CS 173

Spring 2021

Spring 2021

Suppose that we have a piece of software, e.g. one component in a code design, and we want to analyze its running time. There are three main patterns of analysis:

- nested loops
- while loops
- recursive

We'll do nested loops very quickly, because they are easy. While loops are mostly beyond the scope of this course. There is an example in the book. We'll mostly concentrate on analyzing recursive functions.

Here's a simple example of a function with nested for loops.

Notice that the input is an array, whose length is n. So we're looking for parts of the code whose running time depends on n. Most lines (2-4, 7-11) take the same amount of time regardless of the length of the input. The loop that starts at line 6 runs lines 7-11 n times. The loop that starts at line 5 runs that whole package n times. So lines 7-11 execute \(n^2\) times. So the function runs in \(O(n^2)\) time.

Technically lines 9-11 might execute less often, depending on what's in the array. But we're trying to describe the worst-case behavior.

Also, the for loop at line 6 has to test its moving variable (j) against its upper bound n. That test executes n+1 times, with the last time being the test that stops the loop. But we don't care about the difference between n times and n+1 times, because both are O(n).

Now, let's look at some recursive code. This is for an algorithm called "mergesort". This algorithm divides the input array recursively into smaller and smaller pieces, until each one contains only a single element. As it returns from the recursion, it builds the sorted list by merging smaller sorted lists to make longer ones. Here's a couple demos of mergesort (and other sorting algorithms) in action:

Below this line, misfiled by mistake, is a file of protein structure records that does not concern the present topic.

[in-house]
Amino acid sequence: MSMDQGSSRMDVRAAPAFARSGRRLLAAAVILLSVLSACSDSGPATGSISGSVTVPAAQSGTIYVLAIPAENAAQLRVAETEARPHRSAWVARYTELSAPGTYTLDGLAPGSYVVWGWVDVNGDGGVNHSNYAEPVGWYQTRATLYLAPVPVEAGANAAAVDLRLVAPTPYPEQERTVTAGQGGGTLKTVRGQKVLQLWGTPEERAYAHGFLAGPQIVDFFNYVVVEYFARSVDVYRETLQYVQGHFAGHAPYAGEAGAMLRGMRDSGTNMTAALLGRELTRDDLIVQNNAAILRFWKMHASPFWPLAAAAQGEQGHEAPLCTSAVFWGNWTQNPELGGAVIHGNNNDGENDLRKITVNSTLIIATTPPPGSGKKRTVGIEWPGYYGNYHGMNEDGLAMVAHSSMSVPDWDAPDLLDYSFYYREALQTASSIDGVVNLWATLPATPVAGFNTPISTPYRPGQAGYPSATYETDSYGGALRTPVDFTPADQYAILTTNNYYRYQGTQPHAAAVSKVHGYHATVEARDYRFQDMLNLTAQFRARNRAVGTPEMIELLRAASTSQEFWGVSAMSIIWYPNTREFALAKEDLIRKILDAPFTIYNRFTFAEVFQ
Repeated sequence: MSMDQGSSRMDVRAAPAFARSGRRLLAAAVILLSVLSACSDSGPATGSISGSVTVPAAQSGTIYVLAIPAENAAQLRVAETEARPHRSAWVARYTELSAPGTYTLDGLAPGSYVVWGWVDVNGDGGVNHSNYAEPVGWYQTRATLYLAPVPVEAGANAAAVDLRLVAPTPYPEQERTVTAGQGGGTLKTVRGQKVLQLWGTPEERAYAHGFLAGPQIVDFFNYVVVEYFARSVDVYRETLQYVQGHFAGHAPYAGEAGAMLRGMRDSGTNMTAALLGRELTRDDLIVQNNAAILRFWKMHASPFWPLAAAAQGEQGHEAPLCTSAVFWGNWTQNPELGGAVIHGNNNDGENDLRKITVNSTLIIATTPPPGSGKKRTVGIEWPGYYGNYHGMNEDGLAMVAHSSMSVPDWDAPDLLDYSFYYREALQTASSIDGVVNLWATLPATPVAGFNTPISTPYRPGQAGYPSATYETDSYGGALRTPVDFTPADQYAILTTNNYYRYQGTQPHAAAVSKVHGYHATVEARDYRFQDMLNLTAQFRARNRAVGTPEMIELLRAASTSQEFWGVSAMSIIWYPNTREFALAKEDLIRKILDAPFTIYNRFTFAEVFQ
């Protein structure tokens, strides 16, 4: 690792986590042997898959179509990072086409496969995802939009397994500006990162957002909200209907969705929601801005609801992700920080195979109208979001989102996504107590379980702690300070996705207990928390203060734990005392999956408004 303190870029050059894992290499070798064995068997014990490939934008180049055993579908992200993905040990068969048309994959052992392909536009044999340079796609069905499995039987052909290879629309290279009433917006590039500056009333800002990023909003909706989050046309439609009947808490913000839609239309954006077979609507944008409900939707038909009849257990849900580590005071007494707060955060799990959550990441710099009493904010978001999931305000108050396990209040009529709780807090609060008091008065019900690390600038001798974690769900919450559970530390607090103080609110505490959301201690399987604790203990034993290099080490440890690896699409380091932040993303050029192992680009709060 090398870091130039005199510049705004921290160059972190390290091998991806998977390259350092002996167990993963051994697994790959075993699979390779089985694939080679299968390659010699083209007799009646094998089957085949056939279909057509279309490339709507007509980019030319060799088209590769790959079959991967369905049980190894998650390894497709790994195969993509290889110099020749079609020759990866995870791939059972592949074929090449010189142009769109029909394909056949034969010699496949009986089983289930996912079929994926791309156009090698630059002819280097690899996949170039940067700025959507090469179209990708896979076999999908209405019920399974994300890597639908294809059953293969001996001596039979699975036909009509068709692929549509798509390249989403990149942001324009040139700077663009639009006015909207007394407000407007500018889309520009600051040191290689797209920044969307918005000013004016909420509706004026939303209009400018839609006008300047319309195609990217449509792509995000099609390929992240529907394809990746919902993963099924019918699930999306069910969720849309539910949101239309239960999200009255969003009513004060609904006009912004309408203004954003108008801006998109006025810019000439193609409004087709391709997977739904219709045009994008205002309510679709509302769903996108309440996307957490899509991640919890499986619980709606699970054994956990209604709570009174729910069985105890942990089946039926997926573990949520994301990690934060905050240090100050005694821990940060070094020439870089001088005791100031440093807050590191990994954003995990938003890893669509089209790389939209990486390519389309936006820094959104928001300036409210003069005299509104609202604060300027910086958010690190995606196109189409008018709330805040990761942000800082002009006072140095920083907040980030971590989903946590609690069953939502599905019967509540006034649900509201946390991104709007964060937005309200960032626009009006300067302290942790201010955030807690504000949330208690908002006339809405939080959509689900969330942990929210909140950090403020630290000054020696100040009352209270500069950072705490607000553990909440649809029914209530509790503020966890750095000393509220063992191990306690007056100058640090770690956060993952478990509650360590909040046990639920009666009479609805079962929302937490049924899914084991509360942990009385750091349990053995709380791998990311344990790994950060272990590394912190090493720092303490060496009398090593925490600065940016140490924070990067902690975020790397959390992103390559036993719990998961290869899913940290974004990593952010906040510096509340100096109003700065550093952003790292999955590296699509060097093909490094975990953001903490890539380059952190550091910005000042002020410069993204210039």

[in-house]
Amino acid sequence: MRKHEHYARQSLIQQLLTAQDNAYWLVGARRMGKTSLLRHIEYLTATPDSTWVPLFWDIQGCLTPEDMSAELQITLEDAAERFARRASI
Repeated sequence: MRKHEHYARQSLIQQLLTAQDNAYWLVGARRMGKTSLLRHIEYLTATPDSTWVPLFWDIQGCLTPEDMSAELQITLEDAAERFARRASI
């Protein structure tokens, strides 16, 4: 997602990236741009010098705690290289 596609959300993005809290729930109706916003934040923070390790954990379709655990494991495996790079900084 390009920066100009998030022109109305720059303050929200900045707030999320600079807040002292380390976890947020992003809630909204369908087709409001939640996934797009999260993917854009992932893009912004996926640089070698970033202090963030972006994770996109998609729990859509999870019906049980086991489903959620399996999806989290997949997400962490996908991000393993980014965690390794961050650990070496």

You've probably used the library function quicksort. Mergesort has a faster big-O running time than quicksort and is easier to explain. However, quicksort can be implemented with much better constants. So quicksort is the method of choice for data that will fit in memory. Mergesort is used for sorting very large datasets, especially if they must be read in sequentially (e.g. from a distant server).

Mergesort depends on a utility called merge:

The inputs to merge are two linked lists that we know to be sorted. It produces a merged list by repeatedly doing the following:

compare the first elements in the two lists, i.e. head(\(L_1\)) and head(\(L_2\))

remove the smaller of these two elements from its list.

put it onto the output list

We'll handle the "repeatedly" part using recursion. I've underlined the two recursive calls below. Let's look at line 5. It gets called when the first element of \(L_1\) is smaller than the first element of \(L_2\). The function call rest(\(L_1\)) returns the list \(L_1\) minus its first element. So the recursive call merges rest(\(L_1\)) with \(L_2\). We take its result and add head(\(L_1\)) onto the front of the merged list using the function cons.

To analyze the running time of merge, first notice that we have two input lists. We'll define our input size n to be the sum of their lengths. There are two recursive calls in the code but only one of them is called each time we go through the function. All the other steps in the function take constant time. So we can set up a recursive running time formula like this:

T(0) = c

T(n) = T(n-1) + d

The constant c represents all the work done at the base case. We don't know exactly how much time that will take, but we know it doesn't depend on the length of the input. d is all the work in the rest of the function except for the recursive calls.